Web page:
This is mostly an artistic endeavour.

I have a 3D array of points, 1 representing a point within the surface, -1 without. The shape is not convex. I would like to produce a surface which encloses the points. One simple way is ListContourPlot: The contour between -1's and 1's in my data

The surface is not very pleasing though; it is similar to the result of simply building the shape out of cubes without using any interpolation. Perhaps as a result of this, it is also very large, taking up 2gb of RAM.

What is a better way of doing this?

Here is a subset of my data in .MAT format.

  • $\begingroup$ Oh, I literally posted the same question just a few minutes ago. I am stuck with ListContourPlot3D right now, but there might be some options I do not know of for different "intepolation" methods. $\endgroup$ – Wizard Oct 21 '15 at 17:09
  • $\begingroup$ What if you use ListSurfacePlot3D[] instead? $\endgroup$ – J. M.'s torpor Oct 21 '15 at 17:10
  • 5
    $\begingroup$ Actually I believe this paper is more relevant: Lempitsky, "Surface Extraction from Binary Volumes with Higher-Order Smoothness" (2010). That said, I got a nice-looking plot from your sample data by doing ListContourPlot3D[Downsample[GaussianFilter[data, 5], 2], Contours -> {0}]. $\endgroup$ – user484 Oct 21 '15 at 19:09
  • 1
    $\begingroup$ I sure hope not. I'm trying to whip up some fancy graphics for a grant. $\endgroup$ – Crêpo Oct 21 '15 at 19:28
  • 1
    $\begingroup$ Is the binary data all you have? If it was, for example, created by binarizing a continuous scalar field, you would get better results by running ListContourPlot3D on the pre-binarized data. $\endgroup$ – user484 Oct 22 '15 at 3:46

So the algorithm in the paper I linked to in a comment, "Surface Extraction from Binary Volumes with Higher-Order Smoothness" by Lempitsky (2010), turned out to be pretty easy to implement (though for speed I changed eq. (10a) to a difference of Gaussians). And it works much better than my attempt, so I'm replacing that with this.

Build a signed distance field (SDF):

dOut = ImageClip[
   ImageSubtract[DistanceTransform[Image3D[-data]], 0.5], {0, 1*^6}];
dIn = ImageClip[
   ImageSubtract[DistanceTransform[Image3D[data]], 0.5], {0, 1*^6}];
sdf = ImageSubtract[dOut, dIn];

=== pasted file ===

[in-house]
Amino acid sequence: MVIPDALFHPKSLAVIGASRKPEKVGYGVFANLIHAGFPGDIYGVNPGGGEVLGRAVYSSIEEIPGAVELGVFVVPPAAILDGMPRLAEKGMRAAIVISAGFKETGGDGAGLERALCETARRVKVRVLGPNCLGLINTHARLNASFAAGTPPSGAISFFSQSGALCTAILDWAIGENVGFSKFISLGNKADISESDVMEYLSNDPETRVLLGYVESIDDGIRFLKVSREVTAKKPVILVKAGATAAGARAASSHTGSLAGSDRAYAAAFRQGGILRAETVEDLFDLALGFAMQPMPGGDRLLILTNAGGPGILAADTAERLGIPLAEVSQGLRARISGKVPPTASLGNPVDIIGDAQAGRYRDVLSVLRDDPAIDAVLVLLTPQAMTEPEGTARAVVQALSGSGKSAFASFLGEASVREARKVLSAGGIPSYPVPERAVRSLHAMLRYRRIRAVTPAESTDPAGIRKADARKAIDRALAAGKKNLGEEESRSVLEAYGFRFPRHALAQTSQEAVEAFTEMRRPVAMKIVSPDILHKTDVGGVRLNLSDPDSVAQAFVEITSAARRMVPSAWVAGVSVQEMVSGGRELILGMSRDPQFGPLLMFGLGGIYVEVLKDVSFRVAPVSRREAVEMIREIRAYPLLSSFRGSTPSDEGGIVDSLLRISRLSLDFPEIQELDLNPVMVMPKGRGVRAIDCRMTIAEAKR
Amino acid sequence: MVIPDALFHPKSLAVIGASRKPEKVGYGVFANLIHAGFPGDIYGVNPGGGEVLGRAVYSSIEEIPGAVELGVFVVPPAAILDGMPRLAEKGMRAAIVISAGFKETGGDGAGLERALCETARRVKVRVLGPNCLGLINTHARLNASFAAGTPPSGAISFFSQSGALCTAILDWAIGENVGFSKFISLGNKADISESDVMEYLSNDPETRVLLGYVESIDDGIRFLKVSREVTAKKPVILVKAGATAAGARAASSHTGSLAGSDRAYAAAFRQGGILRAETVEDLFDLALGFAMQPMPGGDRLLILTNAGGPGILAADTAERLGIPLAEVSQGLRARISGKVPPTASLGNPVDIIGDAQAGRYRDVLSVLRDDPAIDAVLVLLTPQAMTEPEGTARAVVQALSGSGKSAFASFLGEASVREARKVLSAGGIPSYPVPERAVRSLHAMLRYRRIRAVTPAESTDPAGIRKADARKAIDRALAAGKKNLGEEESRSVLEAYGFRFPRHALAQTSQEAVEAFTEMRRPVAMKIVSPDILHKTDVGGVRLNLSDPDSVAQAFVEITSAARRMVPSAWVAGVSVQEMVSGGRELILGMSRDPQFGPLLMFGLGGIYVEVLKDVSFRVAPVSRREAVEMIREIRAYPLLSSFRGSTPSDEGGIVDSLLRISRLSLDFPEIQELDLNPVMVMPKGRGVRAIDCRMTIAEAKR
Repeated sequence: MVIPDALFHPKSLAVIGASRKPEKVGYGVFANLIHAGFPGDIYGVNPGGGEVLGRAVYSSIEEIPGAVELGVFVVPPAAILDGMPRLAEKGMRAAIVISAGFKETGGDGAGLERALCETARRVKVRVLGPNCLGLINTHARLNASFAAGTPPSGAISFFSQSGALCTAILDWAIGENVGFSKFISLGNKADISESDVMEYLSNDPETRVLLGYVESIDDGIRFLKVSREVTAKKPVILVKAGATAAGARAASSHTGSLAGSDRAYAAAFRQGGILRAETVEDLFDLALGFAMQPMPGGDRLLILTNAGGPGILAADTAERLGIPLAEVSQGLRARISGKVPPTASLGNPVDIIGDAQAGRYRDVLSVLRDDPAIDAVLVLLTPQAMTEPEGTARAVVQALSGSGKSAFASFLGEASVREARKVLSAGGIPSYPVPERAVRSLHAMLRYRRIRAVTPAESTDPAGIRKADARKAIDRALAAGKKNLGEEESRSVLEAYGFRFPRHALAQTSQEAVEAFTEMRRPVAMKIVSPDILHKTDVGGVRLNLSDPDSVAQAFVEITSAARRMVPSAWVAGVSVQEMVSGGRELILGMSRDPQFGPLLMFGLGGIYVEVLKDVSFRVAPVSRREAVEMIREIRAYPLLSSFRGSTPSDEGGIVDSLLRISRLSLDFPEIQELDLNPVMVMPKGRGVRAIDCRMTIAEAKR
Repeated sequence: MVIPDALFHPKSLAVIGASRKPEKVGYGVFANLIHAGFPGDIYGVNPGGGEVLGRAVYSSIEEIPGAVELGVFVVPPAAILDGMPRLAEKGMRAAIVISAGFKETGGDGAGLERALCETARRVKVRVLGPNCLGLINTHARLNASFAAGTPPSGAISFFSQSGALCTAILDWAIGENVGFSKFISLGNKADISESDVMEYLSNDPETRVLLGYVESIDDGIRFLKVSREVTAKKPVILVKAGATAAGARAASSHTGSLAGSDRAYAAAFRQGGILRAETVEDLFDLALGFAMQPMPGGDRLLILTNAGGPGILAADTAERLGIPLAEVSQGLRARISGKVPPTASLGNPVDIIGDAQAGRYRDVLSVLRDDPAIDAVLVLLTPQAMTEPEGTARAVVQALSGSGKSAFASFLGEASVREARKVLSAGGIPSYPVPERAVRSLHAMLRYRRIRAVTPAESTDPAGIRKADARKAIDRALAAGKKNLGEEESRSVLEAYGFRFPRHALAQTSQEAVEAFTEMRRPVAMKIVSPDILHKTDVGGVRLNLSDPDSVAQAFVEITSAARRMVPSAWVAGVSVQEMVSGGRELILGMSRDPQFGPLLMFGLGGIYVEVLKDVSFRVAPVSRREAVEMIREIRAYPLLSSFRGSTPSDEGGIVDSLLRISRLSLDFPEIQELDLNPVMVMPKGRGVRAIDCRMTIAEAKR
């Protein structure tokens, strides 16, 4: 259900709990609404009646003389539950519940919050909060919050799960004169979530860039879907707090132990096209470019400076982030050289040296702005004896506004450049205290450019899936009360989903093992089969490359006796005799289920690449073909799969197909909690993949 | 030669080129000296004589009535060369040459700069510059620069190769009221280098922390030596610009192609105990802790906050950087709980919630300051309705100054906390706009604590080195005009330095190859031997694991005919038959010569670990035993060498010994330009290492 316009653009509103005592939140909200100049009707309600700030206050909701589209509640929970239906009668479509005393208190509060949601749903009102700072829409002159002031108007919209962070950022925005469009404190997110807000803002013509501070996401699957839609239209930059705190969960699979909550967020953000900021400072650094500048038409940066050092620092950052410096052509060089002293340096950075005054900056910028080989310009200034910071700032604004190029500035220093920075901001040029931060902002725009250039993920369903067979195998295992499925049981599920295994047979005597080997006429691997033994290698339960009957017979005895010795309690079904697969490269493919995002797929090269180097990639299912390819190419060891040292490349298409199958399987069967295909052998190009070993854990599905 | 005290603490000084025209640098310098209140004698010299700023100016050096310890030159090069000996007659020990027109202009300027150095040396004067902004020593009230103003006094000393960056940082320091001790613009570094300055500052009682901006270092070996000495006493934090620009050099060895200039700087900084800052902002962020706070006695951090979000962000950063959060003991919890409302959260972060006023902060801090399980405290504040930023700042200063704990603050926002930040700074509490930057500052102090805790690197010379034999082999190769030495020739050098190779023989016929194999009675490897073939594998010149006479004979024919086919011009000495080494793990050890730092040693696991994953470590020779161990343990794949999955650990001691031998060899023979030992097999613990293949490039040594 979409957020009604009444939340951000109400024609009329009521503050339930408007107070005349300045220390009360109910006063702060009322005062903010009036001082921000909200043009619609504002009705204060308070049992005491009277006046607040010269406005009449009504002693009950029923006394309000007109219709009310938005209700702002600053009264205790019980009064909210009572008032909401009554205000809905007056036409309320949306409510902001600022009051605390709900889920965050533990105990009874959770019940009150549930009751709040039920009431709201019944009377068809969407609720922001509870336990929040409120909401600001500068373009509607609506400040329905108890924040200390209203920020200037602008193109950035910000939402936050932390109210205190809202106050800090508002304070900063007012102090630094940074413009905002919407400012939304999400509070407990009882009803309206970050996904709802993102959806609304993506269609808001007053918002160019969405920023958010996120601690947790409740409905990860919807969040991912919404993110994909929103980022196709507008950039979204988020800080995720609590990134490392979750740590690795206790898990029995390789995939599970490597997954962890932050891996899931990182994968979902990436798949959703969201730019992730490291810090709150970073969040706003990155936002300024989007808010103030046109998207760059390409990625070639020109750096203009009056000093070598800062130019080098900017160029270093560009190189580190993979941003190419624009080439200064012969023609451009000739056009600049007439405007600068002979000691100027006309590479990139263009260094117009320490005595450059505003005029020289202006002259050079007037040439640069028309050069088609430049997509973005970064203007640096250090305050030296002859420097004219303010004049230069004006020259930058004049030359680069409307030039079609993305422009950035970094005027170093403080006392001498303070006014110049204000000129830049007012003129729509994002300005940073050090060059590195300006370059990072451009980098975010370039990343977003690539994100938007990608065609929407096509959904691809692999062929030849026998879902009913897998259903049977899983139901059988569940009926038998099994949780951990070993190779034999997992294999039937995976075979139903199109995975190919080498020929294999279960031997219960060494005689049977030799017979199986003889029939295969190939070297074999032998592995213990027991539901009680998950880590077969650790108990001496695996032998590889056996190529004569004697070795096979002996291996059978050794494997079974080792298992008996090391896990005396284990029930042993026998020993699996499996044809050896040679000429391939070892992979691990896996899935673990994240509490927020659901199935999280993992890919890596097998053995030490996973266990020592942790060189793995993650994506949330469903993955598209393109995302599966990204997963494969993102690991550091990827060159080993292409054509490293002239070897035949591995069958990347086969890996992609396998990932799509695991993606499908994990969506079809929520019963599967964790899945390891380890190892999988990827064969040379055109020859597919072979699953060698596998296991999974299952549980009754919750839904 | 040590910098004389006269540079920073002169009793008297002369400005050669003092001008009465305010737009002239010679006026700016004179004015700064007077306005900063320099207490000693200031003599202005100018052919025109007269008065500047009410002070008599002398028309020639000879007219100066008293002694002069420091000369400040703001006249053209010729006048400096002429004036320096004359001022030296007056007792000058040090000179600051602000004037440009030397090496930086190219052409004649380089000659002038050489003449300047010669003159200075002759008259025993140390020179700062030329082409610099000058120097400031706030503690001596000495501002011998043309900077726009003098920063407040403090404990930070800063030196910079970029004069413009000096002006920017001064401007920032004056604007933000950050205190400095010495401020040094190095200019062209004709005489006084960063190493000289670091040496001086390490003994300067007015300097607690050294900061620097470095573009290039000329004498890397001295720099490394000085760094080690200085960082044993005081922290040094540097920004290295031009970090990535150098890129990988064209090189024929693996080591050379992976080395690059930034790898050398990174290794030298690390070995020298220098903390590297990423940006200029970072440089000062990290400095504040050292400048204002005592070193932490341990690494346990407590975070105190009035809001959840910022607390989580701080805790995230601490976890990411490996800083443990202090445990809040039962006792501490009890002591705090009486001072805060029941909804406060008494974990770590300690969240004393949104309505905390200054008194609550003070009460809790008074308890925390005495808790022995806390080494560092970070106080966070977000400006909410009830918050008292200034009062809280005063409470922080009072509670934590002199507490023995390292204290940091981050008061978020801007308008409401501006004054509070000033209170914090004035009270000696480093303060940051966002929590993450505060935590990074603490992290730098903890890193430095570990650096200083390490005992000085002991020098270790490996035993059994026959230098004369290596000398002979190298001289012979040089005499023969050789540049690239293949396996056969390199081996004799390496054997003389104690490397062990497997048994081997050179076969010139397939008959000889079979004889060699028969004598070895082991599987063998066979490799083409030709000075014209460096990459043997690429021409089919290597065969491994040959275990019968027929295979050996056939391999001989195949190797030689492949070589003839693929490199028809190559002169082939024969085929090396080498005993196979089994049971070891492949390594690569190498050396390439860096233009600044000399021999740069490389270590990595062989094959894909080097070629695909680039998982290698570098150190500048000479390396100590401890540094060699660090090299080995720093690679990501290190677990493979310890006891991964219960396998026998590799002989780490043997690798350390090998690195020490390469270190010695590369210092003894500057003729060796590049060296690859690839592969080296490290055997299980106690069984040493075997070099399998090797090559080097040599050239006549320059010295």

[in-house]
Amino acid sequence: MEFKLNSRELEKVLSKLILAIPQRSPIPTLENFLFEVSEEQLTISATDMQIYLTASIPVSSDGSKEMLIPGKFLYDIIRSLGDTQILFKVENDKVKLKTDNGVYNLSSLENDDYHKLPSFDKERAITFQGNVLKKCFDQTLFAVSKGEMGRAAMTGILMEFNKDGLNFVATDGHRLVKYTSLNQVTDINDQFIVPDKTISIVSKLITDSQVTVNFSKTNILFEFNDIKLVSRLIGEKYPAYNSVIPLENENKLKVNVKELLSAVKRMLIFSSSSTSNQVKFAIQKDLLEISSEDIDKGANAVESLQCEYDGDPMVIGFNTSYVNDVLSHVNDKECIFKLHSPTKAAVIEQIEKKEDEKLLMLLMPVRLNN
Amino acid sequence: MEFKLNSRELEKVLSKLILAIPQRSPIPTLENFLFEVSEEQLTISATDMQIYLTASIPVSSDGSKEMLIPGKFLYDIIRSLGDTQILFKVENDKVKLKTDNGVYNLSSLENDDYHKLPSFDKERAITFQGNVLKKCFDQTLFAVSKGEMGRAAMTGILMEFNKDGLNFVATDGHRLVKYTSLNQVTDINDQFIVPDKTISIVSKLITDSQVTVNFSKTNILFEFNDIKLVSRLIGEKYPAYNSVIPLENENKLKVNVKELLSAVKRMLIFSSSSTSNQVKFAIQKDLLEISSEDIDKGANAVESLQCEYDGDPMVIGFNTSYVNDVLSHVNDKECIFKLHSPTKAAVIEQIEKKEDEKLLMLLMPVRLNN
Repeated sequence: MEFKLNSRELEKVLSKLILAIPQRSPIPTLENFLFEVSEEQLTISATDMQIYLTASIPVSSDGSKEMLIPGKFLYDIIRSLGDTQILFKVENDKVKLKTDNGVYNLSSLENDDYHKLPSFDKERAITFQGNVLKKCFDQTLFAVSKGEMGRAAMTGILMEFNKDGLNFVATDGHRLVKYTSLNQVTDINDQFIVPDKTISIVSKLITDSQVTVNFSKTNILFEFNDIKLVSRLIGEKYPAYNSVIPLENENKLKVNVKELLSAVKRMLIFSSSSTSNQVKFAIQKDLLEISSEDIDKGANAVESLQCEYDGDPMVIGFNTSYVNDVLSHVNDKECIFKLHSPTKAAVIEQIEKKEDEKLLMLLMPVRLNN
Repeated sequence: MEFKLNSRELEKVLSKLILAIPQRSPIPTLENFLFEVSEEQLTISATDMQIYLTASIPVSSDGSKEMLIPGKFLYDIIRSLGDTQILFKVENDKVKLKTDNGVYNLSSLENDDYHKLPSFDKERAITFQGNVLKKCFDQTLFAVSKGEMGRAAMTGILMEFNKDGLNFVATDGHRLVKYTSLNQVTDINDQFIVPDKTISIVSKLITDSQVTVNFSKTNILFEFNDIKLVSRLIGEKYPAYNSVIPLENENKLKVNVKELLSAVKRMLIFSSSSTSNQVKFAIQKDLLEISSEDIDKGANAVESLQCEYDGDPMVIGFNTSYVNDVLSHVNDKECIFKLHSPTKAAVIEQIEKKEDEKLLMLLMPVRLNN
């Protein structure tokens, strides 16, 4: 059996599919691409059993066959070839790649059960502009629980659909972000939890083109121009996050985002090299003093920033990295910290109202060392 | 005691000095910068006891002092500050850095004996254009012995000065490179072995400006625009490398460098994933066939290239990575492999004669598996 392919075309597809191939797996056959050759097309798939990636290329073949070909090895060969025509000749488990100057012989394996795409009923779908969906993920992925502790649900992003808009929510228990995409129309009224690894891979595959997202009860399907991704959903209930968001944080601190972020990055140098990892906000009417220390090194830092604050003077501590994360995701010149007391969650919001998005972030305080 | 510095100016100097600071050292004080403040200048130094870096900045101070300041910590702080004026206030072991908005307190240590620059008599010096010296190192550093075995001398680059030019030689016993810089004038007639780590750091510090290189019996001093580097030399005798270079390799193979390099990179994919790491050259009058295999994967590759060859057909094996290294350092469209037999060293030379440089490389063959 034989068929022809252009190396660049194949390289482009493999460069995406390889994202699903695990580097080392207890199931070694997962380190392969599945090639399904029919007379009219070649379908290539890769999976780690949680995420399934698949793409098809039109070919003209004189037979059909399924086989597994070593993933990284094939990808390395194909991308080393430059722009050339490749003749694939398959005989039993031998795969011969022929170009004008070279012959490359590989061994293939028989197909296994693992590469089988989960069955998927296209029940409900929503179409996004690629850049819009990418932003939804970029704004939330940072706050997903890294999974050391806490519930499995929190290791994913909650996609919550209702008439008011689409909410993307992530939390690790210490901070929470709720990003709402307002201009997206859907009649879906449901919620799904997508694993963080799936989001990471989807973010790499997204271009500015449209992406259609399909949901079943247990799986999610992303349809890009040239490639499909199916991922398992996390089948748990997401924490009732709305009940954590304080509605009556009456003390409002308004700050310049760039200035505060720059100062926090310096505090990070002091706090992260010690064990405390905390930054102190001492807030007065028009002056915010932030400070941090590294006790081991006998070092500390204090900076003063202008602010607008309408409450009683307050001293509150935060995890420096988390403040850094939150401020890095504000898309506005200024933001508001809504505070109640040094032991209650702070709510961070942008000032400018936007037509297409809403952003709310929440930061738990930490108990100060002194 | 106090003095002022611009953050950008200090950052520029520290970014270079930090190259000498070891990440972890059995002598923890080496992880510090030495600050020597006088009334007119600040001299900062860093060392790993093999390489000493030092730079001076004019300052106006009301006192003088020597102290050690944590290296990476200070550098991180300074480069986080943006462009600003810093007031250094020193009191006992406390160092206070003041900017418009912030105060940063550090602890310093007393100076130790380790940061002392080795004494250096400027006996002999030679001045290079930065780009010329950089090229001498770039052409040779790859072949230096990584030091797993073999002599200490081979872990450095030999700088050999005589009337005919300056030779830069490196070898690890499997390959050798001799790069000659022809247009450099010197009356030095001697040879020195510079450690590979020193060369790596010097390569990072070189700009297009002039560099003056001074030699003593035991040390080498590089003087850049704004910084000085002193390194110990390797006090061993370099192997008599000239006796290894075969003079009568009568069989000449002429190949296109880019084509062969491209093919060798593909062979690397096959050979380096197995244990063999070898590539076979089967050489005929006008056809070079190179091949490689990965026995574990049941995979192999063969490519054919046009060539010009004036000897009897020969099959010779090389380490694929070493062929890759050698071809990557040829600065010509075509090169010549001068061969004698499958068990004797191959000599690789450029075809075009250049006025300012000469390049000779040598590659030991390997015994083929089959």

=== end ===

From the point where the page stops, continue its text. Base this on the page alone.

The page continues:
Define lower and upper bounds for the smoothed SDF:

l = ImageApply[Which[# >= 0, Max[# - 1, 0], True, -1*^6] &, sdf];
u = ImageApply[Which[# <= 0, Min[# + 1, 0], True, 1*^6] &, sdf];

Define the filtering operation:

filter[r_][sdf_] := 
  Clip[#1, {#2, #3}] &, {ImageSubtract[
    ImageMultiply[GaussianFilter[sdf, r], 4/3], 
    ImageMultiply[GaussianFilter[sdf, 2 r], 1/3]], l, u}]

And that's it!

If you don't have much time, use a large radius and a handful of iterations. Otherwise, use a small radius and a large number of iterations for higher-quality results.

draw[sdf_] := 
 ListContourPlot3D[ImageData[sdf], Contours -> {0}, 
  ContourStyle -> White, Mesh -> None]
Print[draw[filter[4][sdf]]]; // Timing
Print[draw[Nest[filter[2], sdf, 10]]]; // Timing
Print[draw[Nest[filter[1.2], sdf, 100]]]; // Timing

enter image description here

enter image description here

(* {6.74007, Null} *)

enter image description here

(* {39.5372, Null} *)

enter image description here

(* {365.001, Null} *)
  • $\begingroup$ @Rahul Your previous solution using a GaussianFilter has produced quite excellent results, although it is a touch slow. I'd like to accept it as an answer but it's just a comment. $\endgroup$ – Crêpo Oct 29 '15 at 14:38
  • 3
    $\begingroup$ @user5751: The reason I didn't recommend GaussianFilter in my answer is that it can completely lose narrow features: i.stack.imgur.com/S9M8m.png becomes i.stack.imgur.com/zCmLW.png $\endgroup$ – user484 Oct 29 '15 at 23:28
  • $\begingroup$ @user5751: See my update (though it's even slower than a plain old GaussianFilter). $\endgroup$ – user484 Oct 30 '15 at 2:52
  • $\begingroup$ I dunno, sometimes one just has to spend more time in exchange for higher quality. It's too bad I can't upvote again. $\endgroup$ – J. M.'s torpor Oct 30 '15 at 3:24

Your Answer

By clicking “Post Your Answer”, you agree to our terms of service, privacy policy and cookie policy

Not the answer you're looking for? Browse other questions tagged or ask your own question.